Both  products looked to be very similar in terms of functionality.


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  # 1732206 7-Mar-2017 07:48
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Been using Norton Family for years now and never had problems.



I started using Norton family around the same time they introduced support for the mac (4 or 5 years ago?) ... there was no IOS support back then. 


It must  be much better these days, maybe worth a 2nd look. 

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Uber Geek

  # 1743446 18-Mar-2017 17:26
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Google Family Link is now possible also.

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  # 1770611 26-Apr-2017 12:37
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Thanks, everyone, for useful posts and ideas. Life got busy about the time I made the original post and I completely forgot about it until today, having seen the long thread on MANDATORY internet filtering!


Anyway, that thread also reminded me of the need to put in place some wider controls on my kids' access; while initially I was focused on being able to simply limit their time on the devices, I know it's time I sorted out controlling what they may view/come across. I'm still not sure if a router- or software-based solution for filtering content is the best, so welcome any further advice.


Router: So I'm aware of the Family Shield option, using Open DNS; what I'm not sure is how that would work given we use a DNS redirection service (Getflix), and have their DNS directly in the router (not per device). Is there any way around this so that the two can co-exist?


Software: I've read fairly widely on a wide variety of parental control packages that work across multiple devices (we need controls on Windows laptops, Android phones and tablets, and iPads) - the two that seem to get fairly well reviewed are Norton's Family Premiere (referenced in earlier posts above) and Net Nanny. The problem I see with both is that, on the iPad, they rely on the user using the product's own browser. As such, to ensure the kids do use it, I'd need to lock out access to Chrome and Safari. Given one of the iPads is used by my wife and me, I'm assuming I'd need to unlock Chrome each and every time I wanted to use it. Or is there something I'm missing here? Or are there other software options which still filter browsing but allow the use of any browser on the iPad?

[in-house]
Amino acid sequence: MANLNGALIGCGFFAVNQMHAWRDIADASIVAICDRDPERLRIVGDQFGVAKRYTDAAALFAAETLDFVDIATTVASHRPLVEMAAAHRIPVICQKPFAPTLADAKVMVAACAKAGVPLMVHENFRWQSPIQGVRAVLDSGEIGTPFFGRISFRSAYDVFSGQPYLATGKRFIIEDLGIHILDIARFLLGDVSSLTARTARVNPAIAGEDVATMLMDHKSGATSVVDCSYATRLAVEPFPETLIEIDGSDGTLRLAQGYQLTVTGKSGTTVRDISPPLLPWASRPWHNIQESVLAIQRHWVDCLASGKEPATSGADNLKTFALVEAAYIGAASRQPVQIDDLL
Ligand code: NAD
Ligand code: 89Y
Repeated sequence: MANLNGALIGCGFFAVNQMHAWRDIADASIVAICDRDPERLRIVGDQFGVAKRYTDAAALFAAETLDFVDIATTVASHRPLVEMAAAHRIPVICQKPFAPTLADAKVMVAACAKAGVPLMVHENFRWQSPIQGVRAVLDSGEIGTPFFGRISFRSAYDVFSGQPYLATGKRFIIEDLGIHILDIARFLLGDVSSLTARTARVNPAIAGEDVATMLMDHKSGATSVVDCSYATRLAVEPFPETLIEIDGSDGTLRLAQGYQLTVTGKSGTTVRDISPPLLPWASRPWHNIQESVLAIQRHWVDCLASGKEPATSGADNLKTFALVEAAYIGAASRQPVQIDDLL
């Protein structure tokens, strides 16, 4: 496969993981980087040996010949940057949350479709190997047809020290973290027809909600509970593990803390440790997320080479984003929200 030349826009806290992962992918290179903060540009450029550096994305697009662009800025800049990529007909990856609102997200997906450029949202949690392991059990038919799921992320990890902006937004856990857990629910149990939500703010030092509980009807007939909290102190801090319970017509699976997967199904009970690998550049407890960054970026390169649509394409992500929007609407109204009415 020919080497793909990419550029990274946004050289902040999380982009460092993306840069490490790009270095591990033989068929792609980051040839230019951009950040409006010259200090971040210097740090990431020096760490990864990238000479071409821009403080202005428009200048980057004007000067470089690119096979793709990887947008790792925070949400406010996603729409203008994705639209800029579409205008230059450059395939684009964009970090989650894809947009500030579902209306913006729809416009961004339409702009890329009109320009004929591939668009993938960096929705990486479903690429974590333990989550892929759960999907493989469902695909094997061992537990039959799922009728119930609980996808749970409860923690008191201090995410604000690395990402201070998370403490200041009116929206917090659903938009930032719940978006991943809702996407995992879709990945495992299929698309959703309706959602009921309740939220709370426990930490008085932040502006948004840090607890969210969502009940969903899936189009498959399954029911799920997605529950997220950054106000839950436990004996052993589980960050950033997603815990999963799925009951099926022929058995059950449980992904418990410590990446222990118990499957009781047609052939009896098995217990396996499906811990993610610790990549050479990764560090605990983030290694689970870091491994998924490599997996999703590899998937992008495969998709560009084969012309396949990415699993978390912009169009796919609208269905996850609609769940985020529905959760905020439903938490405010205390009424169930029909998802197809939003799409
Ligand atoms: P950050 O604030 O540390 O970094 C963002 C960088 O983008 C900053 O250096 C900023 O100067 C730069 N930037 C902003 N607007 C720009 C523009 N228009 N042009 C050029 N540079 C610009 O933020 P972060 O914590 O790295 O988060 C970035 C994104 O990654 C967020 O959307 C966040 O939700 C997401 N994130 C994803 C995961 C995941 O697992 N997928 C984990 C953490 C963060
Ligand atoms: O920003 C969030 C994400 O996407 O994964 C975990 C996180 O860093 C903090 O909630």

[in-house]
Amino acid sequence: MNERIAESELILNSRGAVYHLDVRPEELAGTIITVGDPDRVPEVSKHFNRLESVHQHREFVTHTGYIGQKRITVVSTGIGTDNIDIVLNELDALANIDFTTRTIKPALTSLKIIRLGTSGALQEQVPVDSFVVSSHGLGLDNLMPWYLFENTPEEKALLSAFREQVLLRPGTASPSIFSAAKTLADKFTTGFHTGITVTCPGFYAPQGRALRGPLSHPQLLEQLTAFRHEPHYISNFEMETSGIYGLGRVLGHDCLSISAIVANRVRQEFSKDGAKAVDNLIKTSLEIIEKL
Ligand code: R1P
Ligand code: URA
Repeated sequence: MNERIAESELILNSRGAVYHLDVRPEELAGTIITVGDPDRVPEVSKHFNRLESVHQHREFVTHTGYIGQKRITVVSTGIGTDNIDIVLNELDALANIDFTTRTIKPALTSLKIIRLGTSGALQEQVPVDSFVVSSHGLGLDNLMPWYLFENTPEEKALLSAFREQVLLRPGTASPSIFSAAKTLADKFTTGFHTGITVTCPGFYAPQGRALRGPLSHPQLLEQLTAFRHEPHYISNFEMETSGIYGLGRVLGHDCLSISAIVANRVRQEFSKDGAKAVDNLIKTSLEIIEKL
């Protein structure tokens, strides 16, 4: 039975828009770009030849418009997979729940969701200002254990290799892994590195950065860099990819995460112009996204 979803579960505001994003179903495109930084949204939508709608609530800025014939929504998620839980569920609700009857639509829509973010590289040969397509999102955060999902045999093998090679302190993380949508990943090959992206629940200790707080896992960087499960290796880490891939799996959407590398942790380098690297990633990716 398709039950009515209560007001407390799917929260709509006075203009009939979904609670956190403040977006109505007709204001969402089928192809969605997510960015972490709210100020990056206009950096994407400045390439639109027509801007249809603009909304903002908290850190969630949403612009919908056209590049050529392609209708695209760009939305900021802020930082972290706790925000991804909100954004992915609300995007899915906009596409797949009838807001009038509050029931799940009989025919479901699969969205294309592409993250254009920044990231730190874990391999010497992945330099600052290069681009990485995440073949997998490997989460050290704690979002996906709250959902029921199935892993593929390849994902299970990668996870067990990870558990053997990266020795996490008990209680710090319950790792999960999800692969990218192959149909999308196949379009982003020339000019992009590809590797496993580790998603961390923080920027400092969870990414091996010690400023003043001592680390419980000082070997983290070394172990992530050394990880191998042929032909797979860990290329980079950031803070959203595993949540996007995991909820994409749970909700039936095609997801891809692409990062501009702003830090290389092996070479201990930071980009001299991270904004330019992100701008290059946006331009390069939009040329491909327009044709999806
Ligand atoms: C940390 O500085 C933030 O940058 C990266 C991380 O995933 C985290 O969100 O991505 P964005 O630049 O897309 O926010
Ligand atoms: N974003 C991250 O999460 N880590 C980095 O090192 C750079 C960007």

Thanks for any ideas and advice!

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  # 1770629 26-Apr-2017 13:10
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Filters are imperfect. You can't rely on them. They are likely to block a search for breast cancer as they are to block a search for breasts. Set clear expectations, give them each their own login, and log everywhere they go (disclosing this up front, otherwise it's not productive).


That's what a friend of mine who remarried and thus acquired two young teen boys did. His rule was anywhere you go on the family system, you have to be prepared to explain it to your mother. The first time he sat them down with their mother and opened smut site de jour with naked pictures all over the screen they went bright red. He's pretty sure they haven't been back since - at least not on his connection.


Explaining to your mother why you were looking at smut, while it's displayed on the screen with her sitting beside you, isn't something *any* young boy wants to have to do!

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  # 1770634 26-Apr-2017 13:17
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depends on exactly what you want to control,  but I use the Bigpipe app quite a bit. (you have to be with Bigpipe for it to work though)


It's not so useful for filtering 'adult content', but as far as restricting screen time it's great.